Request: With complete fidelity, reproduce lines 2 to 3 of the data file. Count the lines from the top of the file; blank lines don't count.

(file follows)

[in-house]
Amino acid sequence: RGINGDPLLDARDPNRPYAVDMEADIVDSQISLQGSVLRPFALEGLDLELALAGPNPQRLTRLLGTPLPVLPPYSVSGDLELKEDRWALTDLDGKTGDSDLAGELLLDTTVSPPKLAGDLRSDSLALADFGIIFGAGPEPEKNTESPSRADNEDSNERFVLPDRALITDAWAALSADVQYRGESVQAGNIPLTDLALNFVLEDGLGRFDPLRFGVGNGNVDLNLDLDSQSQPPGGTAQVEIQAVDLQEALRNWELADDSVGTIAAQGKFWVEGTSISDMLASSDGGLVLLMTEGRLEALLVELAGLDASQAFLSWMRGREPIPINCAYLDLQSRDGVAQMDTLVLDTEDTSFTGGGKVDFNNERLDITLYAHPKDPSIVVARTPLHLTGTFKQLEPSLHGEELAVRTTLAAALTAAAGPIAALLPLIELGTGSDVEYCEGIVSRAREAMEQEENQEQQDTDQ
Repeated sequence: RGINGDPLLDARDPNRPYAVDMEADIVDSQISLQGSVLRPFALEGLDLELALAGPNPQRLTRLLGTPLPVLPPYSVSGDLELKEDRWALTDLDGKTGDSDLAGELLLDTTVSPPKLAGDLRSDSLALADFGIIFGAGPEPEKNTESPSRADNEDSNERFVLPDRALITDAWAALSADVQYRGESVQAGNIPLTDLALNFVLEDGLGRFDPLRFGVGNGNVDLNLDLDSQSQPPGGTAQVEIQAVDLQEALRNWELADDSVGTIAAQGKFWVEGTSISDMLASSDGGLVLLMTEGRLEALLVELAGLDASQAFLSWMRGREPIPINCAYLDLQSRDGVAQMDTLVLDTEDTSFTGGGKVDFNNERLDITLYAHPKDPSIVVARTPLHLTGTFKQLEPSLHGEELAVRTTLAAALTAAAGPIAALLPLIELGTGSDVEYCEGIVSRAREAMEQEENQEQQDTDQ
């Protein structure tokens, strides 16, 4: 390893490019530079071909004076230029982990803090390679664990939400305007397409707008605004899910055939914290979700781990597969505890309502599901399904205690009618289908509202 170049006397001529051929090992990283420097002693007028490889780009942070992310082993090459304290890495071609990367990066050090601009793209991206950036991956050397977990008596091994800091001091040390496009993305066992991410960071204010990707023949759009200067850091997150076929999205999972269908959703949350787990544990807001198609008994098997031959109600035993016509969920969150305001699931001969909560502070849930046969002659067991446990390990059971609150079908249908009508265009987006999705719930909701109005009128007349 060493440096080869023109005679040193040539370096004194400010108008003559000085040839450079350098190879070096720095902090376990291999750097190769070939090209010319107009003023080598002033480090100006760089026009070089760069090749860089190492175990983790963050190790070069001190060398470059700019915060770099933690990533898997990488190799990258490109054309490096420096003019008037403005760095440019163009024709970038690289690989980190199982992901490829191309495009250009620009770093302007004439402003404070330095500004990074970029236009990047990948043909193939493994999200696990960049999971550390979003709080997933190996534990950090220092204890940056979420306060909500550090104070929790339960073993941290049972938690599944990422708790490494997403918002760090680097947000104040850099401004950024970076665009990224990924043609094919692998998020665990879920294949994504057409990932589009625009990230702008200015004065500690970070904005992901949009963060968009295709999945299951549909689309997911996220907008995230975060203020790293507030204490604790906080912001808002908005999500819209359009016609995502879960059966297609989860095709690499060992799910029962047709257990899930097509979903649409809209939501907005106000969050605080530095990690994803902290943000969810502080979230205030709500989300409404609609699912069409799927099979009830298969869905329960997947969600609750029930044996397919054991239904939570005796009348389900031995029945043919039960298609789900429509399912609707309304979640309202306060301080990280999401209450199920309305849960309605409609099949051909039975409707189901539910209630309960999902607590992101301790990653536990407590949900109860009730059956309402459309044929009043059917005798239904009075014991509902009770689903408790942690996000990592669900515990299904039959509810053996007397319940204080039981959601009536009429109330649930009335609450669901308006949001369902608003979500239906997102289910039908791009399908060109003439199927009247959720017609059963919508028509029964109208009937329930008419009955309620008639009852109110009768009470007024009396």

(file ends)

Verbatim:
Amino acid sequence: RGINGDPLLDARDPNRPYAVDMEADIVDSQISLQGSVLRPFALEGLDLELALAGPNPQRLTRLLGTPLPVLPPYSVSGDLELKEDRWALTDLDGKTGDSDLAGELLLDTTVSPPKLAGDLRSDSLALADFGIIFGAGPEPEKNTESPSRADNEDSNERFVLPDRALITDAWAALSADVQYRGESVQAGNIPLTDLALNFVLEDGLGRFDPLRFGVGNGNVDLNLDLDSQSQPPGGTAQVEIQAVDLQEALRNWELADDSVGTIAAQGKFWVEGTSISDMLASSDGGLVLLMTEGRLEALLVELAGLDASQAFLSWMRGREPIPINCAYLDLQSRDGVAQMDTLVLDTEDTSFTGGGKVDFNNERLDITLYAHPKDPSIVVARTPLHLTGTFKQLEPSLHGEELAVRTTLAAALTAAAGPIAALLPLIELGTGSDVEYCEGIVSRAREAMEQEENQEQQDTDQ
Repeated sequence: RGINGDPLLDARDPNRPYAVDMEADIVDSQISLQGSVLRPFALEGLDLELALAGPNPQRLTRLLGTPLPVLPPYSVSGDLELKEDRWALTDLDGKTGDSDLAGELLLDTTVSPPKLAGDLRSDSLALADFGIIFGAGPEPEKNTESPSRADNEDSNERFVLPDRALITDAWAALSADVQYRGESVQAGNIPLTDLALNFVLEDGLGRFDPLRFGVGNGNVDLNLDLDSQSQPPGGTAQVEIQAVDLQEALRNWELADDSVGTIAAQGKFWVEGTSISDMLASSDGGLVLLMTEGRLEALLVELAGLDASQAFLSWMRGREPIPINCAYLDLQSRDGVAQMDTLVLDTEDTSFTGGGKVDFNNERLDITLYAHPKDPSIVVARTPLHLTGTFKQLEPSLHGEELAVRTTLAAALTAAAGPIAALLPLIELGTGSDVEYCEGIVSRAREAMEQEENQEQQDTDQ